The wedding of Cana. Tintoretto, 1561, S. Maria della Salute, Venice.

The Crucifixion. Tintoretto, 1565, Scuola Grande di San Rocco, Venice.
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The wedding of Cana. Tintoretto, 1561, S. Maria della Salute, Venice.


immagine didascalia

The Crucifixion. Tintoretto, 1565, Scuola Grande di San Rocco, Venice.


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Tintoretto

Jacopo Robusti, known as “Tintoretto” (1518-1594), was a painter who always lived and worked in Venice.
His first known contribution to Venetian painting was to add the aesthetic style of the Tuscan, Roman and Emilian Mannerists. He was particularly interested in light, as a way to give body to his scenes or visions in order to get across their intense dramatic spirituality. This can be seen in his "Last Supper" (1547, Church of S. Marcuola), "Miracle of St. Mark" (1548, Gallerie dell’Accademia) and the paintings in Madonna dell'Orto.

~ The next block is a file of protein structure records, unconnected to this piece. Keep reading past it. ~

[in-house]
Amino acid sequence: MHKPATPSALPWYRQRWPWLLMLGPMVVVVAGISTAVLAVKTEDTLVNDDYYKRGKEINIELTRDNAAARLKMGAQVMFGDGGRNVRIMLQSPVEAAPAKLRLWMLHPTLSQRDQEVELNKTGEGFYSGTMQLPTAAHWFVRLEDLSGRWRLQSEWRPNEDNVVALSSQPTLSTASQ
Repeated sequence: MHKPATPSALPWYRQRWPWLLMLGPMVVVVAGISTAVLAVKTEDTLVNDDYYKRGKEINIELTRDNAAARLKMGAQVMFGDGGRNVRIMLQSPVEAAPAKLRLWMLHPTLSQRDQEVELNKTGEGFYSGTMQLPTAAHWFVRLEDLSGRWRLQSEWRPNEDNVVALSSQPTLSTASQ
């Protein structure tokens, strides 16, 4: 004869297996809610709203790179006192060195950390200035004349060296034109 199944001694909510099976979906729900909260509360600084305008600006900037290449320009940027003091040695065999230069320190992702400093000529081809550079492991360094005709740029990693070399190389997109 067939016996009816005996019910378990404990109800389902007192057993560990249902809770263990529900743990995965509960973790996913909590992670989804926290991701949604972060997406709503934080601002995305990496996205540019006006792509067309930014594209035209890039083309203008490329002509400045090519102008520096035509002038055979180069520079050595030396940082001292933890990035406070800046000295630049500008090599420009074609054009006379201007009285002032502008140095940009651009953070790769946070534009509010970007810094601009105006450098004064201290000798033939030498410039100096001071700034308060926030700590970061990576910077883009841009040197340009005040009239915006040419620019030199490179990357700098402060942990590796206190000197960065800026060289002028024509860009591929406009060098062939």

When it came to portraits, Tintoretto focussed on the intimate thoughts of his subjects: "Portrait of the Soranzo Family" (1550, Castello Sforzesco, Milan), "Portrait of a Gentleman with a Gold Chain" (1556-60, Museo Nacional del Prado, Madrid), "Doge Alvise Morosini" (1570, Gallerie dell’Accademia). He worked on the Scuola Grande di San Rocco from 1564 to 1587, painting some fifty large canvases (teleri), including the cycle of the "Stories from the Old and New Testaments", perhaps the most complete and exhaustive cycle in Christian art.

The most important of his latest works are his Paradise (1588-92, the Doge’s Palace in Venice) and another Last Supper (1592-94, Basilica of San Giorgio Maggiore).

Tintoretto’s son, Domenico (Venice 1560-1635), was his pupil and assistant.


1500  -   - rev. 0.1.7

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